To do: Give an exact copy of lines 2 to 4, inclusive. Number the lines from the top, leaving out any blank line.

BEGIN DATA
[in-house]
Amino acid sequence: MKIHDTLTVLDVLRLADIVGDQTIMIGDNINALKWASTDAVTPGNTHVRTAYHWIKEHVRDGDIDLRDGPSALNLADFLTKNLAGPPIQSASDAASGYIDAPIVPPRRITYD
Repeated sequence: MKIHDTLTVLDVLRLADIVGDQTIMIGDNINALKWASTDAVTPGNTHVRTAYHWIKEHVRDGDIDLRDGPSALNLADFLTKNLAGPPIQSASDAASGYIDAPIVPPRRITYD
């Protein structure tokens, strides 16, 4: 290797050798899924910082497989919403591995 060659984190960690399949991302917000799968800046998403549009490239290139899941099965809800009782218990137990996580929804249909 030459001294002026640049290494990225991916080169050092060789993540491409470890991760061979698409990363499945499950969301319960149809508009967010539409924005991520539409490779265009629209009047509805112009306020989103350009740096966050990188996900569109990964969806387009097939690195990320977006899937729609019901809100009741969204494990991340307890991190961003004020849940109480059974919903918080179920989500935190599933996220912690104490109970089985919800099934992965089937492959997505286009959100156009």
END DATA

Amino acid sequence: MKIHDTLTVLDVLRLADIVGDQTIMIGDNINALKWASTDAVTPGNTHVRTAYHWIKEHVRDGDIDLRDGPSALNLADFLTKNLAGPPIQSASDAASGYIDAPIVPPRRITYD
Repeated sequence: MKIHDTLTVLDVLRLADIVGDQTIMIGDNINALKWASTDAVTPGNTHVRTAYHWIKEHVRDGDIDLRDGPSALNLADFLTKNLAGPPIQSASDAASGYIDAPIVPPRRITYD
């Protein structure tokens, strides 16, 4: 290797050798899924910082497989919403591995 060659984190960690399949991302917000799968800046998403549009490239290139899941099965809800009782218990137990996580929804249909 030459001294002026640049290494990225991916080169050092060789993540491409470890991760061979698409990363499945499950969301319960149809508009967010539409924005991520539409490779265009629209009047509805112009306020989103350009740096966050990188996900569109990964969806387009097939690195990320977006899937729609019901809100009741969204494990991340307890991190961003004020849940109480059974919903918080179920989500935190599933996220912690104490109970089985919800099934992965089937492959997505286009959100156009």